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HIV: Predicting treatment response more accurately

Date:
September 2, 2013
Source:
Schweizerischer Nationalfonds zur Foerderung der wissenschaftlichen Forschung
Summary:
HIV is feared, not least, because of its great adaptability. If the virus mutates at precisely the point targeted by a drug, it is able to neutralize the attack and the treatment fails. To minimize these viral defense mechanisms, doctors treat patients with modern combination therapies involving the simultaneous administration of several drugs. This approach forces the virus to run through a series of mutations before it becomes immune to the drugs.
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The HI virus is feared, not least, because of its great adaptability. If the virus mutates at precisely the point targeted by a drug, it is able to neutralise the attack and the treatment fails. To minimise these viral defence mechanisms, doctors treat patients with modern combination therapies involving the simultaneous administration of several drugs. This approach forces the virus to run through a series of mutations before it becomes immune to the drugs.

Sequential nature of mutations

"It is not easy to decide which of the over 30 combination therapies is best suited to a patient," says Huldrych Günthard from Zurich University Hospital, president of the Swiss HIV Cohort Study. The decision is based on the prospects of success and therefore on the genetic make-up of a particular virus. The established prediction models already consider the genetics of the virus but they neglect that the virus continuously evolves through sequential mutations.

Choosing the right therapy for each patient

In cooperation with the Swiss HIV Cohort Study, Niko Beerenwinkel and his team from ETH Zurich have now developed a more accurate prediction model based on a probabilistic method. This model calculates the possible evolutionary paths of the virus and yields a new predictive measure for the development of resistances: the so-called individualised genetic barrier. When applied retrospectively to 2185 patients of the HIV Cohort, the new approach made it possible to predict treatment success more accurately compared to the existing models. "We are now introducing the individualised genetic barrier in a pilot project and hope that it will help us in the future to identify the best therapy for each patient," says Günthard.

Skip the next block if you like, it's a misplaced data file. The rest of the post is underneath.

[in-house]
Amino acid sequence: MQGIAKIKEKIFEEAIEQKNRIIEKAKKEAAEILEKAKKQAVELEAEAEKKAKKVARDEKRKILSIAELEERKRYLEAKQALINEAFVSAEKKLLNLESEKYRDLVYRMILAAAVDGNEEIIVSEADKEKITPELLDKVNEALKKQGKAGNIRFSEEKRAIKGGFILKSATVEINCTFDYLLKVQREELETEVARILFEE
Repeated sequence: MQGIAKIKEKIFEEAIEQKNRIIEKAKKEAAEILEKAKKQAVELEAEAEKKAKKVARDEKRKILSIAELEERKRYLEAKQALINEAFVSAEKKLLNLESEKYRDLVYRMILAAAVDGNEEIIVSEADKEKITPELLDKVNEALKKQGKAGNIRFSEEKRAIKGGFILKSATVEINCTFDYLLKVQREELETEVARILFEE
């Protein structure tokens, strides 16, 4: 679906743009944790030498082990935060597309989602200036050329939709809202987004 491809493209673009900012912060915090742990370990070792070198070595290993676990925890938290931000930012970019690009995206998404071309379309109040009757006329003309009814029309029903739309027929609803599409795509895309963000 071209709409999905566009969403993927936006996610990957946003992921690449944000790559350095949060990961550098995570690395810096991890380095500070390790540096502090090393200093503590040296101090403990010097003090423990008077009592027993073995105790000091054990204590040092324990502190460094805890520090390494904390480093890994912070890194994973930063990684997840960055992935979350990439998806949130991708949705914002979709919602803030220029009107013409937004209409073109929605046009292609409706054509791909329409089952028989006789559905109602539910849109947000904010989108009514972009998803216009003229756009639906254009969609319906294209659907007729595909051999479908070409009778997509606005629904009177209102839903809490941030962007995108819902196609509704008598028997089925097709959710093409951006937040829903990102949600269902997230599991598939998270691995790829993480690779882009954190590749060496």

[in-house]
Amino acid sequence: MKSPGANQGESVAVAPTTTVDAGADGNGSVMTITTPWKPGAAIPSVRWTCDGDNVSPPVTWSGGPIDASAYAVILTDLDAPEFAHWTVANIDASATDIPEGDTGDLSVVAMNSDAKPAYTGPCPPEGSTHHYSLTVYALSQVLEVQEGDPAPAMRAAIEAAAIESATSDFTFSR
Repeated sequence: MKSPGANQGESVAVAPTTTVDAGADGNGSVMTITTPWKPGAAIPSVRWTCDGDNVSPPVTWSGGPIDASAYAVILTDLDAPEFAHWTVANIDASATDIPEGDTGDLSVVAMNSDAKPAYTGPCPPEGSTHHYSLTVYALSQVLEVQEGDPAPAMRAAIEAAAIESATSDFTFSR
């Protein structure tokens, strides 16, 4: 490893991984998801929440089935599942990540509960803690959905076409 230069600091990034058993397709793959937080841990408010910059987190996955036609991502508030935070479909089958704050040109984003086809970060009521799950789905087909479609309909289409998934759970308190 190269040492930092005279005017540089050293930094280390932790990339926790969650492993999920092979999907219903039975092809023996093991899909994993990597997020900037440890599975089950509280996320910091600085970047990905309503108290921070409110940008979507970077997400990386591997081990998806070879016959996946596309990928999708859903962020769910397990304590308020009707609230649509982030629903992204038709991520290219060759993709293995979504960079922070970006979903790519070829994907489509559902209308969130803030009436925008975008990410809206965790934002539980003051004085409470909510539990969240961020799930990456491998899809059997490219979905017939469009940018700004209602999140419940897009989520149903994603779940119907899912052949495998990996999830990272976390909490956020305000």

The Swiss HIV Cohort Study

Established in 1988, the Cohort Study aims to generate knowledge about HIV infection and AIDS as well as to improve the care given to patients. All Swiss hospitals specialising in HIV (Basel, Berne, Geneva, Lausanne, Lugano, St. Gallen and Zurich) have collected and analysed data from over 18,000 HIV-positive persons. More than 8,800 persons are currently taking part in the Swiss HIV Cohort Study. Almost a third of them are women.


Story Source:

The above post is reprinted from materials provided by Schweizerischer Nationalfonds zur Foerderung der wissenschaftlichen Forschung. Note: Materials may be edited for content and length.


Journal Reference:

  1. Niko Beerenwinkel, Hesam Montazeri, Heike Schuhmacher, Patrick Knupfer, Viktor von Wyl, Hansjakob Furrer, Manuel Battegay, Bernard Hirschel, Matthias Cavassini, Pietro Vernazza, Enos Bernasconi, Sabine Yerly, Jürg Böni, Thomas Klimkait, Cristina Cellerai, Huldrych F. Günthard. The Individualized Genetic Barrier Predicts Treatment Response in a Large Cohort of HIV-1 Infected Patients. PLoS Computational Biology, 2013; 9 (8): e1003203 DOI: 10.1371/journal.pcbi.1003203

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Schweizerischer Nationalfonds zur Foerderung der wissenschaftlichen Forschung. "HIV: Predicting treatment response more accurately." ScienceDaily. ScienceDaily, 2 September 2013. <www.sciencedaily.com/releases/2013/09/130902101526.htm>.
Schweizerischer Nationalfonds zur Foerderung der wissenschaftlichen Forschung. (2013, September 2). HIV: Predicting treatment response more accurately. ScienceDaily. Retrieved August 31, 2015 from www.sciencedaily.com/releases/2013/09/130902101526.htm
Schweizerischer Nationalfonds zur Foerderung der wissenschaftlichen Forschung. "HIV: Predicting treatment response more accurately." ScienceDaily. www.sciencedaily.com/releases/2013/09/130902101526.htm (accessed August 31, 2015).

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